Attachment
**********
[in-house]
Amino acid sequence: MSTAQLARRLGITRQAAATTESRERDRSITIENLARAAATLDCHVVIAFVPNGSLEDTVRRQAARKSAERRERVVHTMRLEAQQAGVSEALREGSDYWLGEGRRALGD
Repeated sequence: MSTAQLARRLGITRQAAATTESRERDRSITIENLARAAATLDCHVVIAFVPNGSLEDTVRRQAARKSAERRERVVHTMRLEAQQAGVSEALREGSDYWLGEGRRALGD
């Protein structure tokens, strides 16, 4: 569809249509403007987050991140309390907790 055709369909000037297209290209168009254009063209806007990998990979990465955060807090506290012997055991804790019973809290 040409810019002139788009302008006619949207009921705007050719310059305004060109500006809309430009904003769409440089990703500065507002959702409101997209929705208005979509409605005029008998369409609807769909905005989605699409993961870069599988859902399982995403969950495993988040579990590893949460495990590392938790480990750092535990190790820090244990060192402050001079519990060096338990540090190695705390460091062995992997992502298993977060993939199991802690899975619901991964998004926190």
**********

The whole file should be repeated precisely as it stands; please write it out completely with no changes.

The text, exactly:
[in-house]
Amino acid sequence: MSTAQLARRLGITRQAAATTESRERDRSITIENLARAAATLDCHVVIAFVPNGSLEDTVRRQAARKSAERRERVVHTMRLEAQQAGVSEALREGSDYWLGEGRRALGD
Repeated sequence: MSTAQLARRLGITRQAAATTESRERDRSITIENLARAAATLDCHVVIAFVPNGSLEDTVRRQAARKSAERRERVVHTMRLEAQQAGVSEALREGSDYWLGEGRRALGD
């Protein structure tokens, strides 16, 4: 569809249509403007987050991140309390907790 055709369909000037297209290209168009254009063209806007990998990979990465955060807090506290012997055991804790019973809290 040409810019002139788009302008006619949207009921705007050719310059305004060109500006809309430009904003769409440089990703500065507002959702409101997209929705208005979509409605005029008998369409609807769909905005989605699409993961870069599988859902399982995403969950495993988040579990590893949460495990590392938790480990750092535990190790820090244990060192402050001079519990060096338990540090190695705390460091062995992997992502298993977060993939199991802690899975619901991964998004926190």